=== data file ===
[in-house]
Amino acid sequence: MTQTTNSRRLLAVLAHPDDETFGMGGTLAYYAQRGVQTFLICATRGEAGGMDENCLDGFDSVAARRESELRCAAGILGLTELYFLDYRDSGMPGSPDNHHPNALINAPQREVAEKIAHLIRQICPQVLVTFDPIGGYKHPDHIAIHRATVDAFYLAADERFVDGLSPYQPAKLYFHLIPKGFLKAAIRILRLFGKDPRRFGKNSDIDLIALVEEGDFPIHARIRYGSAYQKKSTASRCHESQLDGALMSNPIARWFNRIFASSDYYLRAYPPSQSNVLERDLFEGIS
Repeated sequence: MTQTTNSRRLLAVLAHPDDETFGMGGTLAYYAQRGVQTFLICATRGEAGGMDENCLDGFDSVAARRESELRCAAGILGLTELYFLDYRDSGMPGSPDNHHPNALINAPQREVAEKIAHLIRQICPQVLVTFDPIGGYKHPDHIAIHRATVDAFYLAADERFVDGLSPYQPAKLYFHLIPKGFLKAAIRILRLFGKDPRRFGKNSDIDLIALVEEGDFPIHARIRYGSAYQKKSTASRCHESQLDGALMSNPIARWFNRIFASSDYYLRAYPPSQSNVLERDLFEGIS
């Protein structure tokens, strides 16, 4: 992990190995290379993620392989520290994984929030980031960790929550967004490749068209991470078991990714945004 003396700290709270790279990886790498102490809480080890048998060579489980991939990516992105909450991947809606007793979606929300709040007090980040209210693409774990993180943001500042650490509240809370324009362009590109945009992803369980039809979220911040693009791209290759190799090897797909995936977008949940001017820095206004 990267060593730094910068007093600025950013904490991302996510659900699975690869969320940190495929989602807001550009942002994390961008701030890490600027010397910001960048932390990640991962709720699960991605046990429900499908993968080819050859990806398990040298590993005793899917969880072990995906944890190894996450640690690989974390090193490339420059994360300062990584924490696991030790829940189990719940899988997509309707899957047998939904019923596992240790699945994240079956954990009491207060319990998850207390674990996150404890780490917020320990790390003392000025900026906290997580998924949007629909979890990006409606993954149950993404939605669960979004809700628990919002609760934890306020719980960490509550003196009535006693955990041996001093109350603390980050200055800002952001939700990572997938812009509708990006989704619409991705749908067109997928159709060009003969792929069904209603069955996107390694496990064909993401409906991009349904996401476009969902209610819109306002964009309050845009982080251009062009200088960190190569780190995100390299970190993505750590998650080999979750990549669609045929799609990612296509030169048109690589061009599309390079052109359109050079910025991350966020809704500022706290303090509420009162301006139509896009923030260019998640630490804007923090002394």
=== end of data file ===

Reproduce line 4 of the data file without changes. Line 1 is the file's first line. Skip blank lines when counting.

């Protein structure tokens, strides 16, 4: 992990190995290379993620392989520290994984929030980031960790929550967004490749068209991470078991990714945004 003396700290709270790279990886790498102490809480080890048998060579489980991939990516992105909450991947809606007793979606929300709040007090980040209210693409774990993180943001500042650490509240809370324009362009590109945009992803369980039809979220911040693009791209290759190799090897797909995936977008949940001017820095206004 990267060593730094910068007093600025950013904490991302996510659900699975690869969320940190495929989602807001550009942002994390961008701030890490600027010397910001960048932390990640991962709720699960991605046990429900499908993968080819050859990806398990040298590993005793899917969880072990995906944890190894996450640690690989974390090193490339420059994360300062990584924490696991030790829940189990719940899988997509309707899957047998939904019923596992240790699945994240079956954990009491207060319990998850207390674990996150404890780490917020320990790390003392000025900026906290997580998924949007629909979890990006409606993954149950993404939605669960979004809700628990919002609760934890306020719980960490509550003196009535006693955990041996001093109350603390980050200055800002952001939700990572997938812009509708990006989704619409991705749908067109997928159709060009003969792929069904209603069955996107390694496990064909993401409906991009349904996401476009969902209610819109306002964009309050845009982080251009062009200088960190190569780190995100390299970190993505750590998650080999979750990549669609045929799609990612296509030169048109690589061009599309390079052109359109050079910025991350966020809704500022706290303090509420009162301006139509896009923030260019998640630490804007923090002394």